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Open AccessArticle Growth and Its Relationship to Individual Genetic Diversity of Mountain Hemlock (Tsuga mertensiana) at Alpine Treeline in Alaska: Combining Dendrochronology and Genomics
Forests 2017, 8(11), 418; https://doi.org/10.3390/f8110418
Received: 13 September 2017 / Revised: 27 October 2017 / Accepted: 29 October 2017 / Published: 2 November 2017
PDF Full-text (2579 KB) | HTML Full-text | XML Full-text | Supplementary Files
Abstract
Globally, alpine treelines are characterized as temperature-limited environments with strong controls on tree growth. However, at local scales spatially heterogeneous environments generally have more variable impacts on individual patterns of tree growth. In addition to the landscape spatial heterogeneity there is local variability [...] Read more.
Globally, alpine treelines are characterized as temperature-limited environments with strong controls on tree growth. However, at local scales spatially heterogeneous environments generally have more variable impacts on individual patterns of tree growth. In addition to the landscape spatial heterogeneity there is local variability in individual tree genetic diversity (level of individual heterozygosity). It has been hypothesized that higher individual heterozygosity will result in more consistent patterns of growth. In this article, we combine genomics and dendrochronology to explore the relationship between individual genetic diversity and tree growth at a mountain hemlock (Tsuga mertensiana Bong. Carr) alpine treeline on the Kenai Peninsula, Alaska, USA. We correlated average observed individual heterozygosity with average tree-ring width and variance in tree-ring width within individuals to test the hypothesis that trees with higher individual heterozygosity will also have more consistent growth patterns, suggesting that they may be more resilient to climate and environmental fluctuations at the alpine treeline. Our results showed that there was no significant relationship between tree growth and individual heterozygosity. However, there was a significant positive relationship between average tree-ring width and variance in tree-ring width implying that overall, fast growing trees in stressful environments, such as the alpine treeline, grow unstably regardless of the level of individual heterozygosity. Full article
(This article belongs to the Special Issue Treeline Ecotone Dynamics)
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Open AccessArticle Population Spatial Dynamics of Larix potaninii in Alpine Treeline Ecotone in the Eastern Margin of the Tibetan Plateau, China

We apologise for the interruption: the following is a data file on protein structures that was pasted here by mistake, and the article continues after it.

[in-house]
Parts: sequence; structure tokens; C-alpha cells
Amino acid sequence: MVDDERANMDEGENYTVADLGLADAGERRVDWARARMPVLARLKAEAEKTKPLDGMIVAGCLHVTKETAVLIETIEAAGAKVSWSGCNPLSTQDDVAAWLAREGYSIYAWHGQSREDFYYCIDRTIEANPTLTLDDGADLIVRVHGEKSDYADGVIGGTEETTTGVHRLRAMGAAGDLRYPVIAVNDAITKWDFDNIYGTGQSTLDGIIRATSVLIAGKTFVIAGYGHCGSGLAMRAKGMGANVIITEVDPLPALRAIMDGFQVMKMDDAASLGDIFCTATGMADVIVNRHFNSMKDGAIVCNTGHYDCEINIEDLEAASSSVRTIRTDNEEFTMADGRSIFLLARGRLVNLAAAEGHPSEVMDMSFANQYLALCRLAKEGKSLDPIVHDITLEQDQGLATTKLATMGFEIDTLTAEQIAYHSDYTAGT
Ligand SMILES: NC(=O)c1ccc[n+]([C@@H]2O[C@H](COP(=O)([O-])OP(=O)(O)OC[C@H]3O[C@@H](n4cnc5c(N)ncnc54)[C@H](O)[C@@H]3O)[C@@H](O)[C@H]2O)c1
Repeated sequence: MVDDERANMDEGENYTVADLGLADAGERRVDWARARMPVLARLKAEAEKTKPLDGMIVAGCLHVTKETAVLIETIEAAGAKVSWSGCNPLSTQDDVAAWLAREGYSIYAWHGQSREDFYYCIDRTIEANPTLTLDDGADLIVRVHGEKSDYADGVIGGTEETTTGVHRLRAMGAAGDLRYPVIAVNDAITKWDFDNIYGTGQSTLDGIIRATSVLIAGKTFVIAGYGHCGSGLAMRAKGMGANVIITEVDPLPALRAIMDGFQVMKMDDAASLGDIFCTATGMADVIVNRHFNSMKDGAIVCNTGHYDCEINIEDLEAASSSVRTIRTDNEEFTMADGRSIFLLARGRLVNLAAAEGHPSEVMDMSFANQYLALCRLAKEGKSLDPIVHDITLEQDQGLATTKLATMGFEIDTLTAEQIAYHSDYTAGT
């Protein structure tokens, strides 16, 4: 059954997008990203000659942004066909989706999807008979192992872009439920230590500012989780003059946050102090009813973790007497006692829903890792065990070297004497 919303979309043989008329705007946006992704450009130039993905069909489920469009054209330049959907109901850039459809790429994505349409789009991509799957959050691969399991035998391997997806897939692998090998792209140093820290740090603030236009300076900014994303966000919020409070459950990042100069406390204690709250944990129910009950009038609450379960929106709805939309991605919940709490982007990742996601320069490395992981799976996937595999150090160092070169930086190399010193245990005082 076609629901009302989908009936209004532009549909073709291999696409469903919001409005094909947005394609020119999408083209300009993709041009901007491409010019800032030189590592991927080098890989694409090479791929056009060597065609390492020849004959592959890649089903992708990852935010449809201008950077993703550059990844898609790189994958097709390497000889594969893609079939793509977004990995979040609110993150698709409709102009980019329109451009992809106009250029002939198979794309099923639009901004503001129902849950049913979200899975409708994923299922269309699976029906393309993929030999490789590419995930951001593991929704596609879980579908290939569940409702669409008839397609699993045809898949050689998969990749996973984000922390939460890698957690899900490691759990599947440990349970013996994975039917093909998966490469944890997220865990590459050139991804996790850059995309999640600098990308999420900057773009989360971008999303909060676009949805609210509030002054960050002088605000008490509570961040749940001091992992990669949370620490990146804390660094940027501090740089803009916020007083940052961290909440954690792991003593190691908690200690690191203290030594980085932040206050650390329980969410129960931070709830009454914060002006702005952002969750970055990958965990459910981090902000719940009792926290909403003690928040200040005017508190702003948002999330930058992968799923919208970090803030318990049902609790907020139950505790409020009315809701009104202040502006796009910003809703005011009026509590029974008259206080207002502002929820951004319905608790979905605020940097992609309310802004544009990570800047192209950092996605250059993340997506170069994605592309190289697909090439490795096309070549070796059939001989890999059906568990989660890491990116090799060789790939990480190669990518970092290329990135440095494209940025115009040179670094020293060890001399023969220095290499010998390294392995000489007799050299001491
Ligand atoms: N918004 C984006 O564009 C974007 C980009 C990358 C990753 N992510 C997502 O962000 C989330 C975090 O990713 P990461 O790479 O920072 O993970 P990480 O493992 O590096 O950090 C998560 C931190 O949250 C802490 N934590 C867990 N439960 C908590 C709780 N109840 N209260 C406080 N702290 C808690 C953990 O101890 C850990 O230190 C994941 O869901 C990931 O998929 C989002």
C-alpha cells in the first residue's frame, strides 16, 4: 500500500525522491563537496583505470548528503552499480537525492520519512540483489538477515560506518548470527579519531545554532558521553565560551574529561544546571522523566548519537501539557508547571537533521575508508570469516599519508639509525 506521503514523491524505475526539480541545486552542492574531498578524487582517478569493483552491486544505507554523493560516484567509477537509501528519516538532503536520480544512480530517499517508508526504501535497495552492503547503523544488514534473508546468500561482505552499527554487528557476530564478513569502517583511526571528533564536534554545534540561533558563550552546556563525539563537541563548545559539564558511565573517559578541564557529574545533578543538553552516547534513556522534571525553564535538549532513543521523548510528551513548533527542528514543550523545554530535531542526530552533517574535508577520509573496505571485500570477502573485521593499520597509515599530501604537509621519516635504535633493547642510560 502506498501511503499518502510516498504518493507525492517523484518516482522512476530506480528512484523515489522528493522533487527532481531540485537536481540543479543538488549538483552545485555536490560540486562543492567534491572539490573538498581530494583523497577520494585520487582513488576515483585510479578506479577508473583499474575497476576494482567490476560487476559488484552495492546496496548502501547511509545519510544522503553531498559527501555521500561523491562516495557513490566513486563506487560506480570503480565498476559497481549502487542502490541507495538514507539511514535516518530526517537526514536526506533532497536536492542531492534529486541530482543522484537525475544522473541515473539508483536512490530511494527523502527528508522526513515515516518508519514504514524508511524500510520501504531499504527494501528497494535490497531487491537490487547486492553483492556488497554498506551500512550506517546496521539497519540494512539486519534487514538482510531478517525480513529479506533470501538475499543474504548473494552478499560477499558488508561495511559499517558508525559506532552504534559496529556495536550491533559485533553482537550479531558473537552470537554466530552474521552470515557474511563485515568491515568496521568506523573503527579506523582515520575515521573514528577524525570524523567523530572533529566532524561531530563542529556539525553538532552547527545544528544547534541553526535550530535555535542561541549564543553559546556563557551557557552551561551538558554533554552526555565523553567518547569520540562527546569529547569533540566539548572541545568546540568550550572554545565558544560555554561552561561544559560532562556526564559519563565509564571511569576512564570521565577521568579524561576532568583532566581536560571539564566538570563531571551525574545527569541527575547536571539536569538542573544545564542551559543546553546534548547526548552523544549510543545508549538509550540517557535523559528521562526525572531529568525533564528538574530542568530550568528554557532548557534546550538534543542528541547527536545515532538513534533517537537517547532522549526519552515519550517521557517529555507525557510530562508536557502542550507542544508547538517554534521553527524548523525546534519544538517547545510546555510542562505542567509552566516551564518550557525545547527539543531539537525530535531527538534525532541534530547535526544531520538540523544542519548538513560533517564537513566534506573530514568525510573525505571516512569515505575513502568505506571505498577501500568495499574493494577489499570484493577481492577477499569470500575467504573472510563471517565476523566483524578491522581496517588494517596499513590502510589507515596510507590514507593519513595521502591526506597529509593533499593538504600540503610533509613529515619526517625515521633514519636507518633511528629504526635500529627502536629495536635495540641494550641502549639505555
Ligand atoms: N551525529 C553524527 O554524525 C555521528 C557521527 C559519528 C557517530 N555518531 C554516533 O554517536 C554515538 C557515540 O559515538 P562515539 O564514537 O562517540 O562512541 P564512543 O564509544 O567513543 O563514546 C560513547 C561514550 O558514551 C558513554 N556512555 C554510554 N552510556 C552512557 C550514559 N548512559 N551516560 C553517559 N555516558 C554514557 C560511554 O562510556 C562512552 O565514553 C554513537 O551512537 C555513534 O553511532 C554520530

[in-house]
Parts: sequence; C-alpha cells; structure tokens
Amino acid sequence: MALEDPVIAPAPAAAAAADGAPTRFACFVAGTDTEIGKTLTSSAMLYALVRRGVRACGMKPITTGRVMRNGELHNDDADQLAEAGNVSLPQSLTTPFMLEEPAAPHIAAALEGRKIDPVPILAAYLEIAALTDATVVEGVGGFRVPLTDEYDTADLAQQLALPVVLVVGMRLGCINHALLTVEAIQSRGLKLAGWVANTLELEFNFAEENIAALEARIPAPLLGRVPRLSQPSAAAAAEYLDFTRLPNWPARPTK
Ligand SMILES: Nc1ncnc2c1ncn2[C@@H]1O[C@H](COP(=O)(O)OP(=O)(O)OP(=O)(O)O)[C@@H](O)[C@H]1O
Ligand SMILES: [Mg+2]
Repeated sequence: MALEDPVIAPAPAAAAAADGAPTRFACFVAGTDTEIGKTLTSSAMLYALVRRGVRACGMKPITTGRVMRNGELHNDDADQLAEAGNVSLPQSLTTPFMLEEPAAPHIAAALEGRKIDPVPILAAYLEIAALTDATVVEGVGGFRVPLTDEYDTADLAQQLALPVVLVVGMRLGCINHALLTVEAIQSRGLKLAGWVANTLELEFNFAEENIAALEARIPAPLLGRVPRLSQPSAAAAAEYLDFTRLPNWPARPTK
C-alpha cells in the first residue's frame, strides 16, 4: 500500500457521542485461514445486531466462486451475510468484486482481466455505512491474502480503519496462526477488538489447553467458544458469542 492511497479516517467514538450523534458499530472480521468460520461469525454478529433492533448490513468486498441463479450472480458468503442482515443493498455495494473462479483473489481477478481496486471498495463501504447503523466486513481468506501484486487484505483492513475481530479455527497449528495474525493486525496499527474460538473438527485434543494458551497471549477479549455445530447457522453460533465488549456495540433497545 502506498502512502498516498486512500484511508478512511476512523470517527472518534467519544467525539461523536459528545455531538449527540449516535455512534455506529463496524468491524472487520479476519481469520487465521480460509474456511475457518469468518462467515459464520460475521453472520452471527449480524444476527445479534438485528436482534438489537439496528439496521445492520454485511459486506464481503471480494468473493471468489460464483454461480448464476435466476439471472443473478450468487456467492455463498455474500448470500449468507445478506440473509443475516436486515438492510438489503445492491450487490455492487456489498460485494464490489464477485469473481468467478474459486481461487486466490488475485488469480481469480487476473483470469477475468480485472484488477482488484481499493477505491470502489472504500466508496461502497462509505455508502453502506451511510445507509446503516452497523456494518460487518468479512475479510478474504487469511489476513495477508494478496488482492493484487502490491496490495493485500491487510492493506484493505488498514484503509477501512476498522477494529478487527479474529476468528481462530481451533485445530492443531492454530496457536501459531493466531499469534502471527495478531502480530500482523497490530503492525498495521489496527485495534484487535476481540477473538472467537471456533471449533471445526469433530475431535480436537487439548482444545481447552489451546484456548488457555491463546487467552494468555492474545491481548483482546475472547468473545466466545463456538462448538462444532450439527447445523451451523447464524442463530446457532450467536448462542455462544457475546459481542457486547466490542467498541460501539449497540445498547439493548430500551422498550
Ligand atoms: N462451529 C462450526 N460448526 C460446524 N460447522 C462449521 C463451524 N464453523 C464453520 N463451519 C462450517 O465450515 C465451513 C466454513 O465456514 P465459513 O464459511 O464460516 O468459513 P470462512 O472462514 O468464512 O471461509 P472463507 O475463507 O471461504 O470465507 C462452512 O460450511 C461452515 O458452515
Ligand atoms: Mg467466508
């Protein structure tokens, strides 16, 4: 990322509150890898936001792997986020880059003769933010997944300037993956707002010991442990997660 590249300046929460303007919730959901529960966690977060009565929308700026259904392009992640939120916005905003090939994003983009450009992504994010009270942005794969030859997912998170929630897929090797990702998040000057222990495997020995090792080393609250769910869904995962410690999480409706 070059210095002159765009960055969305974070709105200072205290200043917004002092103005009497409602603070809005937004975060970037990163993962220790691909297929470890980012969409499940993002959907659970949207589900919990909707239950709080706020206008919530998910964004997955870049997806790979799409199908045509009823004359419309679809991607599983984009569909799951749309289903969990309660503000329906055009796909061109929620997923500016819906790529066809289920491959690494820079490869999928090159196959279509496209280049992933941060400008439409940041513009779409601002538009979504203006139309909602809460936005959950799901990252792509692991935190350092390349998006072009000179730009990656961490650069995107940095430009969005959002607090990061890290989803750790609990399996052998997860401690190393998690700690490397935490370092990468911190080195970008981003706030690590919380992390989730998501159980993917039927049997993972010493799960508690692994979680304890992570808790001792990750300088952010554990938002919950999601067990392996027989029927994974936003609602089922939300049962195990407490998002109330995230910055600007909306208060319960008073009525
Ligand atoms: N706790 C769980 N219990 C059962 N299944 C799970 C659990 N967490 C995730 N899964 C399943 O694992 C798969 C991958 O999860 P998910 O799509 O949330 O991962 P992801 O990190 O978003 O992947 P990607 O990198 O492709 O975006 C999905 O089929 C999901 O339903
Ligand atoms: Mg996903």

Forests 2017, 8(10), 356; https://doi.org/10.3390/f8100356
Received: 20 July 2017 / Revised: 31 August 2017 / Accepted: 18 September 2017 / Published: 22 September 2017
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Abstract
The high-altitude treeline is known to be sensitive to climate variability, and is thus considered as a bio-monitoring indicator of climate change. However, our understanding of the population dynamics and the cumulative climate-change effects on the alpine treeline ecotone in recent decades is [...] Read more.
The high-altitude treeline is known to be sensitive to climate variability, and is thus considered as a bio-monitoring indicator of climate change. However, our understanding of the population dynamics and the cumulative climate-change effects on the alpine treeline ecotone in recent decades is limited. Here, we investigated the population dynamics of Larix potainii on the south- and north-facing slopes in the alpine treeline ecotone in the eastern margin of the Tibetan Plateau, China, including treeline position, population density, and tree recruitment. Results showed that on both south- and north-facing slopes, the treeline did not show a significant advancement in the past four decades. The population was dominated by young individuals, which tend to be established in the lower areas. Larix, here, tends to be clustered, especially in the upper areas. However, population density increased dramatically only on north-facing slopes. Larix here suffer from the stressful environment, but the warmer winter due to climate warming could facilitate the vertical growth of seedlings and saplings. Aggregated spatial patterns also provide a positive feedback in ameliorating the harsh environment. The slope-climate-moisture interactions have a pronounced impact on tree recruitment, including snow-limited tree establishment on the north-facing slopes and moisture-limited tree establishment on the south-facing slopes. Full article
(This article belongs to the Special Issue Treeline Ecotone Dynamics)
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Open AccessArticle Modeled Shifts in Polylepis Species Ranges in the Andes from the Last Glacial Maximum to the Present
Forests 2017, 8(7), 232; https://doi.org/10.3390/f8070232
Received: 7 March 2017 / Revised: 15 June 2017 / Accepted: 16 June 2017 / Published: 29 June 2017
Cited by 4 | PDF Full-text (2623 KB) | HTML Full-text | XML Full-text | Supplementary Files
Abstract
Polylepis woodlands, the dominant high-elevation woodland species of the Andes of South America, are an increasingly important focus of conservation and restoration efforts as a buffer to the regional effects of climate change. However, the natural extent of these woodlands before the arrival [...] Read more.
Polylepis woodlands, the dominant high-elevation woodland species of the Andes of South America, are an increasingly important focus of conservation and restoration efforts as a buffer to the regional effects of climate change. However, the natural extent of these woodlands before the arrival of human populations is still debated. One significant approach to this question is an assessment of the change in woodland extent from a hypothetical peak at the time of the Last Glacial Maximum (LGM) to the present where distributions have been altered by both Holocene climate oscillations and anthropogenic pressures of pre-Colombian and modern communities. LGM and present distributions for 21 Polylepis species were modeled using Maxent with environmental data obtained from the WorldClim database. Overall, potential woodland extent is 36% smaller today than at LGM, however a few species have experienced a projected increase in potential range of 180%. This has occurred at the interface of the southern Amazonian Basin with the Altiplano where Polylepis species richness is highest. Bioclimatically stable areas for each species averaged 20 ± 4% of the modeled range and mostly occurred in disjunct pockets from central Peru to northern Argentina and Chile. Full article